A new study finds that future doctors are confident they can counsel patients about nutrition, yet most were unaware of key nutritional guidelines.
The research, published in The Journal of the American Osteopathic Association, found that in a survey of 257 medical students, only 12% had even heard of Dietary Reference Intakes, an evidence-based set of guidelines, but 55% were confident in counseling patients on nutrition. Also, half of the students failed a nutrition quiz given as part of the study.
Given the rising number of obese and overweight patients, the fact that future doctors are undereducated about nutrition raises concerns. The Ohio University researchers said most medical schools fall short of the recommended minimum 25 hours dedicated to nutrition education and suggest including questions about nutrition on board certification exams.
Medical students’ lack of nutrition proficiency may be due to inadequate nutrition education during med school. https://t.co/ADW8vAElpz— The JAOA (@TheJAOA) October 10, 2017
In the study, more than 68% of the medical students agreed that primary care physicians should counsel patients about nutrition. “There is a long-standing disconnect in medicine. Nutrition is understood to be integral to overall health, but it is not given serious attention in physician education,” Elizabeth Beverly, Ph.D., the lead author of this study and assistant professor at Ohio University Heritage College of Osteopathic Medicine, said in an announcement.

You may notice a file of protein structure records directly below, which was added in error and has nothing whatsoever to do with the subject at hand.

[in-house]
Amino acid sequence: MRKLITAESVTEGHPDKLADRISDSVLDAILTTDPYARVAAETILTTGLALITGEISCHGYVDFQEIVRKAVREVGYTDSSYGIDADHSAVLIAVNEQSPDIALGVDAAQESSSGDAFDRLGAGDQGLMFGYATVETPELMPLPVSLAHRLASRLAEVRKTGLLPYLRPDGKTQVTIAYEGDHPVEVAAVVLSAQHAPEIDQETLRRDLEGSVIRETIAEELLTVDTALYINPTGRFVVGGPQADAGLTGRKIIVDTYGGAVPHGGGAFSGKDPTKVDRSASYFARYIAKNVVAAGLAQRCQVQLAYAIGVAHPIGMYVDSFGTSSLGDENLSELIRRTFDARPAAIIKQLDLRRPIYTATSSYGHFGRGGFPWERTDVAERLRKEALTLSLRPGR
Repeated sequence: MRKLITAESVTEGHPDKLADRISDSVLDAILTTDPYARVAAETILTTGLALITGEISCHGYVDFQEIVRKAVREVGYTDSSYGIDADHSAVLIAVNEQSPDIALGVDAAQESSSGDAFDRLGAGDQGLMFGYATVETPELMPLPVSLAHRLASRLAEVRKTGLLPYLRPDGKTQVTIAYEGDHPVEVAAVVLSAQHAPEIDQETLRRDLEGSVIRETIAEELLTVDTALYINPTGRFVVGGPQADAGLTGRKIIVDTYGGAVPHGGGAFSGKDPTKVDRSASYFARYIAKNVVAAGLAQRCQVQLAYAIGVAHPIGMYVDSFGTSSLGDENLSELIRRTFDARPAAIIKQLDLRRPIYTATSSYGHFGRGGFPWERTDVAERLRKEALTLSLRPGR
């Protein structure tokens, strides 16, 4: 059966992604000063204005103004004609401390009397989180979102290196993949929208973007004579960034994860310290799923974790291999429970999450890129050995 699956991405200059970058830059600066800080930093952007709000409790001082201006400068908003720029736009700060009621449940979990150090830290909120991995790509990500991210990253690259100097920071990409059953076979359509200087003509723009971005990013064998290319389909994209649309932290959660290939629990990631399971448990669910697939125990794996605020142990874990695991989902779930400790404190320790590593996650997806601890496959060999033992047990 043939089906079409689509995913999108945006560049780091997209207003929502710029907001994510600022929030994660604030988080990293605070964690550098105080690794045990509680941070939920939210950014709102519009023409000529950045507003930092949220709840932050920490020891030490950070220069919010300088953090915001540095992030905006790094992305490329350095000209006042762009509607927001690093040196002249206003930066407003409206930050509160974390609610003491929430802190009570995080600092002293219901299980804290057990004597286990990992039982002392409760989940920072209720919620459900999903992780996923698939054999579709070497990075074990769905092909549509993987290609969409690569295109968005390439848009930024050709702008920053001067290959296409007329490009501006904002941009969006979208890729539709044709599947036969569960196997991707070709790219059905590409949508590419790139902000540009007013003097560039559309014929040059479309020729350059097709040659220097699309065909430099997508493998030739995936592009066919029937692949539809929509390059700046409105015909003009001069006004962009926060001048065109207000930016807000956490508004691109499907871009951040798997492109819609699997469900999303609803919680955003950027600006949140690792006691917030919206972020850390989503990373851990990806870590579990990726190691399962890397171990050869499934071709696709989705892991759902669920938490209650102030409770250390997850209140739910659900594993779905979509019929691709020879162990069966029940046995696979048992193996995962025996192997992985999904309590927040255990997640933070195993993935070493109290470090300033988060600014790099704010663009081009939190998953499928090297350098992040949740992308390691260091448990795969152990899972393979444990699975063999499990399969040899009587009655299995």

Currently, more than one-third of adults in the U.S. are obese, and obesity-related diseases and conditions, such as coronary artery disease, stroke, diabetes and some cancers, contribute between $147 and $210 billion in healthcare costs per year, the researchers noted.
Doctors have another reason to talk to patients about their weight, as a report from the Centers for Disease Control and Prevention found cancers associated with being overweight now account for about 40% of cancers diagnosed in the U.S.